Chemistry (CHEM) 301
Introduction to Biochemistry (Revision 6)
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Delivery Mode: Individualized study online
Area of Study: Science
Faculty: Faculty of Science & TechnologyChallenge for Credit option.
As a natural science, biochemistry is the study of the chemical processes that drive biological systems. This course explores the basic principles of biochemistry and develops the student’s appreciation and understanding of biological networks.
CHEM 301 focuses on the understanding of biochemical processes in the context of chemical principles; and the importance of research design and application in the investigation of questions in biochemistry. Because the field of biochemistry is continually evolving and touches many areas of cell biology, this course also includes an elementary introduction to the study of molecular biology.
Unit 1: Cells, Water, and Buffers
- Lesson 1: Introduction to Biochemistry and Biochemical Research Literature
- Lesson 2: Cells: The Bio of Biochemistry
- Lesson 3: Water
- Lesson 4: pH and Buffers
Unit 2: Energy
- Lesson 1: Energy Reactions
- Lesson 2: Thermodynamics
- Lesson 3: Cellular Phosphorylations and Electron Transport
- Lesson 4: Energy Efficiency
- Lesson 5: Metabolic Controls
Unit 3: Structure and Function
- Lesson 1: Proteins
- Lesson 2: Nucleic Acids
- Lesson 3: Carbohydrates
- Lesson 4: Lipids
- Lesson 5: Membranes and Transport
- Lesson 6: Vitamins and Cofactors
Unit 4: Catalysis
- Lesson 1: Activation Energy
- Lesson 2: Enzyme Catalysis
- Lesson 3: Enzyme Kinetics
- Lesson 4: Enzyme Inhibition
- Lesson 5: Control of Enzymes
Unit 5: Flow of Genetic Information
- Lesson 1: DNA Replication
- Lesson 2: DNA Repair
- Lesson 3: Transcription
- Lesson 4: Regulation of Transcription
- Lesson 5: RNA Processing
- Lesson 6: Translation
Unit 6: Metabolism I
- Lesson 1: Overview of Metabolic Concepts
- Lesson 2: Glycolysis, Fermentation, and Gluconeogenesis
- Lesson 3: Citric Acid and Glyoxylate Cycles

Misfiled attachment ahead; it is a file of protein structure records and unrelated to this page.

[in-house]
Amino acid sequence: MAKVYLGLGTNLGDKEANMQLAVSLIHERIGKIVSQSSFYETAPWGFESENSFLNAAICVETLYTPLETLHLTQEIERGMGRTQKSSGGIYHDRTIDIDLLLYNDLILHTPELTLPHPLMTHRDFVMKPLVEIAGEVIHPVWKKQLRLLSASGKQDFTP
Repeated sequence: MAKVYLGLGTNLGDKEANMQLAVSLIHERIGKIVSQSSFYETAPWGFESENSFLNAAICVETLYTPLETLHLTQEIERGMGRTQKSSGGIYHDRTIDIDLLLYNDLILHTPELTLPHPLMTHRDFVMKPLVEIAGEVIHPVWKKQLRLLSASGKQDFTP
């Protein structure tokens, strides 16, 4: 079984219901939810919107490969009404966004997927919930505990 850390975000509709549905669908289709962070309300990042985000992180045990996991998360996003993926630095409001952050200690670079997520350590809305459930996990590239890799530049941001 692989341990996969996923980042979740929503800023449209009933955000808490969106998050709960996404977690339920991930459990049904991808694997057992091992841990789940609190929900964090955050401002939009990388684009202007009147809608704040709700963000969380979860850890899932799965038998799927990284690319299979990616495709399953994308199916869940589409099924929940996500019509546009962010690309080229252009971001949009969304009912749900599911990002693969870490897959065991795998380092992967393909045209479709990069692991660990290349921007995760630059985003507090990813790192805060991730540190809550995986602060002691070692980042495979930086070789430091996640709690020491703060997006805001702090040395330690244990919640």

- Lesson 4: Acetyl-CoA and Cholesterol Metabolism
- Lesson 5: Ketone Bodies
- Lesson 6: Fatty Acid Oxidation and Synthesis
Unit 7: Metabolism II
- Lesson 1: Carbohydrate Storage and Breakdown
- Lesson 2: Pentose Phosphate Pathway
- Lesson 3: Calvin Cycle
- Lesson 4: Urea Cycle
- Lesson 5: Nitrogen Fixation
- Lesson 6: Amino Acid Metabolism and Catabolism
- Lesson 7: Nucleotide Metabolism and de novo Biosynthesis
Unit 8: Signaling
- Lesson 1: Cell Signaling
- Lesson 2: Ligand-gated Ion Channel Receptors
- Lesson 3: Nuclear Hormone Receptors
- Lesson 4: G-protein Coupled Receptors (GPCRs)
- Lesson 5: Receptor Tyrosine Kinases (RTKs)
Unit 9: Biochemical Techniques
- Lesson 1: Cell Disruption and Fractionation
- Lesson 2: Chromatography
- Lesson 3: Electrophoresis
- Lesson 4: Blotting
- Lesson 5: DNA Techniques
Unit 10: Synthesis of Concepts in Biochemistry
To receive credit for CHEM 301, the student must achieve a course composite grade of at least “D” (50%) and a grade of at least 50% on each of the assignments and examinations. The weighting of the composite grade is as follows:
To learn more about assignments and examinations, please refer to Athabasca University's online Calendar.
All materials for this course are accessed online.
Biochemistry Free and Easy Version 3.0, ©2012, 2013, by Dr. Kevin Ahern & Dr. Indira Rajagopal / All rights reserved, Oregon State University.
Course materials include a course orientation, study guide, student manual, and assignments.
Special Course Features
Students will have access to electronic communication, additional biochemistry online resources, and access to the AU Landing for discussion, study buddy activities, and additional online resources.
The Challenge for Credit process allows students to demonstrate that they have acquired a command of the general subject matter, knowledge, and intellectual and/or other skills that would normally be found in a university level course.
Full information for the Challenge for Credit can be found in the Undergraduate Calendar.
Undergraduate Challenge for Credit Course Registration Form
Athabasca University reserves the right to amend course outlines occasionally and without notice. Courses offered by other delivery methods may vary from their individualized-study counterparts.
- By Ben Mills [Public domain], via Wikimedia Commons
Opened in Revision 6, February 13, 2017
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